Quentin Tarantino has been spending some of his spare time in lockdown by reflecting on his career to date and, specifically, some of the plot specifics around his 1994 classic Pulp Fiction.
The spaghetti western crime thriller propelled Tarantino to world fame, often regarded as the director’s masterpiece and, more specifically, the detail and flair of his screenwriting.
“Vincent Vega (John Travolta) and Jules Winnfield (Samuel L. Jackson) are hitmen with a penchant for philosophical discussions,” the film’s official synopsis reads. “In this ultra-hip, multi-strand crime movie, their storyline is interwoven with those of their boss, gangster Marsellus Wallace (Ving Rhames) ; his actress wife, Mia (Uma Thurman); struggling boxer Butch Coolidge (Bruce Willis) ; master fixer Winston Wolfe (Harvey Keitel) and a nervous pair of armed robbers, ‘Pumpkin’ (Tim Roth) and ‘Honey Bunny’ (Amanda Plummer).”
Now, while answering fan questions for Empire, Tarantino has been discussing one scene from Pulp Fiction specifically. As Bruce Willis’ character Butch and Ving Rhames’ Marsellus Wallace find themselves in an uncompromising position after being captured by shop owner Maynard, one that results in sexual assault, a comical feature remains the gimp who is also in captivity.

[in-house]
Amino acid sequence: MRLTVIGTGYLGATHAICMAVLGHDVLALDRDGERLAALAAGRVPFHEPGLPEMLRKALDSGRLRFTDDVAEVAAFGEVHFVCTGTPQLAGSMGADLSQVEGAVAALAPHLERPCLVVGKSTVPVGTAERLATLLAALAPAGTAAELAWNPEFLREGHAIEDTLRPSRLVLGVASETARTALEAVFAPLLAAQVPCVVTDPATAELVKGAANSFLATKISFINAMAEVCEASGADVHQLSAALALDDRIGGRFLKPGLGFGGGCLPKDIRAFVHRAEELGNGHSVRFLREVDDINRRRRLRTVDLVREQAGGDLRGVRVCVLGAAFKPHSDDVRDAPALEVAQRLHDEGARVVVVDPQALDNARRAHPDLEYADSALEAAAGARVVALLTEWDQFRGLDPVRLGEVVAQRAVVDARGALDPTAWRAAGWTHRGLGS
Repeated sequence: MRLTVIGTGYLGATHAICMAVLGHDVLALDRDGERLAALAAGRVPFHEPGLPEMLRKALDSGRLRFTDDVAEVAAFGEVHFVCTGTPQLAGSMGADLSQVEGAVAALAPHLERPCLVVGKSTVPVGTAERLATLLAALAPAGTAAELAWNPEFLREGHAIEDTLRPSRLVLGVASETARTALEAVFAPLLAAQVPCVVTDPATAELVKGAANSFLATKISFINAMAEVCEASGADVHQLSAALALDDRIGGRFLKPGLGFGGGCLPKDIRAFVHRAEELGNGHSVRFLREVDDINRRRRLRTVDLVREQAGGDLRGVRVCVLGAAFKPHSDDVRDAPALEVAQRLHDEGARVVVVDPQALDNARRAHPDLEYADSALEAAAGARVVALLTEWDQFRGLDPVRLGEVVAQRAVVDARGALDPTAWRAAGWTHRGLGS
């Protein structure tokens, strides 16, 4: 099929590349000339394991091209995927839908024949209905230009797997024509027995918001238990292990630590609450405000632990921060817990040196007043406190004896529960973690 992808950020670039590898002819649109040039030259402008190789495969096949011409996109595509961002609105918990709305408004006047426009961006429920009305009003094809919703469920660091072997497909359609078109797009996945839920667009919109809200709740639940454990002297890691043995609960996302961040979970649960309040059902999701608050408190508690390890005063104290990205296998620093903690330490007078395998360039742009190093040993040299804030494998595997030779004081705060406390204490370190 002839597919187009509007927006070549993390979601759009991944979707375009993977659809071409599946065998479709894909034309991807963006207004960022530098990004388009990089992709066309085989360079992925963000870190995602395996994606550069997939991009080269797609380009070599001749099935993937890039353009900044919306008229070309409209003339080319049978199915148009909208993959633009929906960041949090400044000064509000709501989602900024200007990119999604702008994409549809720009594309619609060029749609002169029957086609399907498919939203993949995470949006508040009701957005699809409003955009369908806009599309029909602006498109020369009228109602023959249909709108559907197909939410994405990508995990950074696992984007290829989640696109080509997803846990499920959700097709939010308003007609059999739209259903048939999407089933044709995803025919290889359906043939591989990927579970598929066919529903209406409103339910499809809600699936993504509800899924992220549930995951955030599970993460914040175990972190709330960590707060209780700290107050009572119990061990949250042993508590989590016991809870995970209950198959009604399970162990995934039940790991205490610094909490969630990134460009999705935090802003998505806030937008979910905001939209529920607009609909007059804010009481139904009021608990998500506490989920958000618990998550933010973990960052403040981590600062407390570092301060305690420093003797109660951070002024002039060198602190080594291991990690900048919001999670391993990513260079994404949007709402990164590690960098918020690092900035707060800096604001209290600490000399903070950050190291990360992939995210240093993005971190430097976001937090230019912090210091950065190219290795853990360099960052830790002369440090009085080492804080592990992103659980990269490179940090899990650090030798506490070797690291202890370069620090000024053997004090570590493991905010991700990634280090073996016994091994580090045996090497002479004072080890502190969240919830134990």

“It doesn’t quite play this way in the movie, but in my mind when I wrote it, the Gimp’s dead,” Tarantino said in reflection. “Butch knocked him out and then when he passed out he hung himself.
“In terms of backstory, he was like a hitchhiker or somebody that they picked up seven years ago, and they trained him so he’s the perfect victim,” he added.
“I heard a funny thing from Jon Lovitz, who knew Stephen Hibbert, the guy who played the Gimp, from The Groundlings. Jon watches Pulp Fiction for the first time and is like, ‘What the fuck is this?’ And he stays in the theatre as the credit crawl is going on and sees Stephen’s name. He said out loud, ‘WHAT? I know the Gimp?!’ [Laughs uproariously]”.